Lord Michael Ashcroft, Conservative Peer and former deputy chairman of the Tory party, is again coming under scrutiny over his dealings with the collapsed Belize building company, Johnston International.
The company won building contracts throughout the Caribbean worth tens of millions of pounds and had interests that stretched across Belize, the Turks and Caicos Islands, Barbados, and Trinidad and Tobago before collapsing with debts of £30 million, leaving many workers without wages.
Although Ashcroft sold the company in 1999, a BBC Panorama programme suggested he’d misled the stock market about his links to the firm. The broadcaster had obtained internal company documents showing Johnston’s chief executive, Allan Forest, regularly reported to Ashcroft.
Most damning is a note from Forest referring to Johnston’s parent company, Oxford Ventures, based in the British Virgin Islands, a tax haven. Forrest wrote, “The perception in Belize is that you are still in full control of Oxford’s assets (which you are of course).”
An investigation by a court-appointed liquidator into the connection between Johnston’s parent company, a host of interlinked companies and Ashcroft’s British Caribbean Bank (BCB) is raising more questions.
The Tory peer has donated more than £10 million to the Conservative Party since the late 1990s. He is spending a small fortune on spin doctors and lawyers to fend off enquiries about his relationship with Johnston. The company and its relationship with politicians in the Turks and Caicos Islands, a British overseas territory, is central in a libel action bought by Ashcroft against the Independent newspaper.
This is not the first time Ashcroft has made the headlines. He created a furore in 2005 when he admitted he had paid no tax on his substantial overseas investments in more than 30 years.
The questions swirling around Ashcroft are an embarrassment to the Tories and could yet turn into a full-blown political crisis for the Tory-Liberal Democrat coalition government.
Ashcroft is a central figure in the British political establishment. In the Sunday Times Rich List 2009, he was ranked 37th richest man in the UK, with an estimated fortune of £1.1 billion. He is a close friend of William Hague, the foreign secretary, and Prime Minister David Cameron.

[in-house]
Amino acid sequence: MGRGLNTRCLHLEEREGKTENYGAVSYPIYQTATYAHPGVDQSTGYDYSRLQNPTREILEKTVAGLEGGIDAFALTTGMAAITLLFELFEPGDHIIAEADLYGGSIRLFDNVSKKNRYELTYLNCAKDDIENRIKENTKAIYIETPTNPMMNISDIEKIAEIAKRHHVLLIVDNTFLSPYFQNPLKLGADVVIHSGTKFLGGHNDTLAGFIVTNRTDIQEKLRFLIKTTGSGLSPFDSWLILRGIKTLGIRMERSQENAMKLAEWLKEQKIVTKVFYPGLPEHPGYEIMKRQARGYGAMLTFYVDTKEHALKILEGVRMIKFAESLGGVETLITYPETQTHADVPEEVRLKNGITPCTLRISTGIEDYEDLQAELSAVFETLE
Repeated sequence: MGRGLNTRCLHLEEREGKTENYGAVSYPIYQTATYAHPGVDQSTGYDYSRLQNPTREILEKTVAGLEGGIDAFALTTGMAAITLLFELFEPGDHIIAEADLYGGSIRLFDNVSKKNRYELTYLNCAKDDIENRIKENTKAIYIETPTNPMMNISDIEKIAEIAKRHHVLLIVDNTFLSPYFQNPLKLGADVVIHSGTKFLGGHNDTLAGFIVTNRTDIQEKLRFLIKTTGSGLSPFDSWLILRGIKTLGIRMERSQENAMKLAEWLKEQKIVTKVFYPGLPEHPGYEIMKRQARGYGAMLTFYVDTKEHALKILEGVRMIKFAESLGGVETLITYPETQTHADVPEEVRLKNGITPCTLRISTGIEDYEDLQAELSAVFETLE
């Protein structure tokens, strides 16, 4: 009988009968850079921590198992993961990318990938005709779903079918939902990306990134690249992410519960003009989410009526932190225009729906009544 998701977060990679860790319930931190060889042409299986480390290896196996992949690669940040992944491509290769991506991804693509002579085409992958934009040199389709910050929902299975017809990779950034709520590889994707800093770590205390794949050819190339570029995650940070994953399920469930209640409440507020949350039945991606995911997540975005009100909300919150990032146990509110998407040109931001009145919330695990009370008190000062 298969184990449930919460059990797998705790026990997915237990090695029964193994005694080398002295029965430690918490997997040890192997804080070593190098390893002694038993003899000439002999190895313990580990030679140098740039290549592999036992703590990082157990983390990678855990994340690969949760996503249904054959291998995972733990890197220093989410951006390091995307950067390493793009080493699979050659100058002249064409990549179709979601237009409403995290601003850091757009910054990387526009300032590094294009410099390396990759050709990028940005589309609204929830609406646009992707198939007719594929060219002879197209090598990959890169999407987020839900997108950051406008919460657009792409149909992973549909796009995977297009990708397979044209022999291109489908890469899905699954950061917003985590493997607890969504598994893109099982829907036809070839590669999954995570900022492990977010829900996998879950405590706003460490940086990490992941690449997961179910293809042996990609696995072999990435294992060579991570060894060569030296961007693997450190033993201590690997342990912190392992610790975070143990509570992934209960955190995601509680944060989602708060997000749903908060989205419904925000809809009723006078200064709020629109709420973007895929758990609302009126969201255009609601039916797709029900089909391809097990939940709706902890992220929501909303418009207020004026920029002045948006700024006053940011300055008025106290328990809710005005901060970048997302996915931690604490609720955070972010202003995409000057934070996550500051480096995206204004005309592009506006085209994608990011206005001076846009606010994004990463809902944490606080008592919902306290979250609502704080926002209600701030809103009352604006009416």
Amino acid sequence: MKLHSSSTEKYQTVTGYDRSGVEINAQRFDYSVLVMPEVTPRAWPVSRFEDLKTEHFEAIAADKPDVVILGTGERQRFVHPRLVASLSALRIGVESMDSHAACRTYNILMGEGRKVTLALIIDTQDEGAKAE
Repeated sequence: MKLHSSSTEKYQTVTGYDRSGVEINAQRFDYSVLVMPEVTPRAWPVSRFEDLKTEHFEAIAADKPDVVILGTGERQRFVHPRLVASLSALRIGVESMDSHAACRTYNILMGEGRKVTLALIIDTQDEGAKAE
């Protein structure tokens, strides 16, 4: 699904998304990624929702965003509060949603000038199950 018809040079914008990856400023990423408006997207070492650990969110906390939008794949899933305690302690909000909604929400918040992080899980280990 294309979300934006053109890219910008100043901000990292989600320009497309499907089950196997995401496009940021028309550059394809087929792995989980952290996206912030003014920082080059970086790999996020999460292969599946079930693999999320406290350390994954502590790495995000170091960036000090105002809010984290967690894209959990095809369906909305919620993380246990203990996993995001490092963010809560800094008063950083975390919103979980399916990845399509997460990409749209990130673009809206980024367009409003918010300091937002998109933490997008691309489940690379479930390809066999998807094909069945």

The billionaire is typical of those who have made their fortunes during the last 40 years by gambling on highly speculative investments in the global markets.
The son of a British colonial civil servant, Ashcroft spent his early years in British Honduras (now Belize) and Malawi. He holds a dual British/Belizean passport. He began his career in the asset-stripping days of the early 1970s, buying firms cheap and selling for enormous profits. After working as part of an acquisition team at Prichard Group Services, he left in 1972 to start his own company, Michael Ashcroft Associates.
His first buy was Uni-Kleen, a loss-making company, in 1974 for just £1 and sold three years later for £1.3 million. He purchased Hawley Goodall, a camping equipment manufacturer, and used it to make a number of acquisitions, transforming Hawley into a business services group.
When Belize became an independent country in 1981, Ashcroft saw the opportunity to build an offshore operations base. In 1984, he formed Belize Holdings Inc. (BHI), which became the vehicle for an acquisition spree throughout the 1980s.
In 1981, Hawley had made its first acquisition in the United States. Its total revenues had grown to $27 million. Five years later, Hawley bought out Ashcroft’s former employer, Prichard Services, and its revenues had risen to more than $1.3 billion.
After buying Crime Control Inc. in Indianapolis for $50 million, Hawley was fourth in the US security market. In 1987, it acquired ADT Security Services, the largest electronic security company in the US.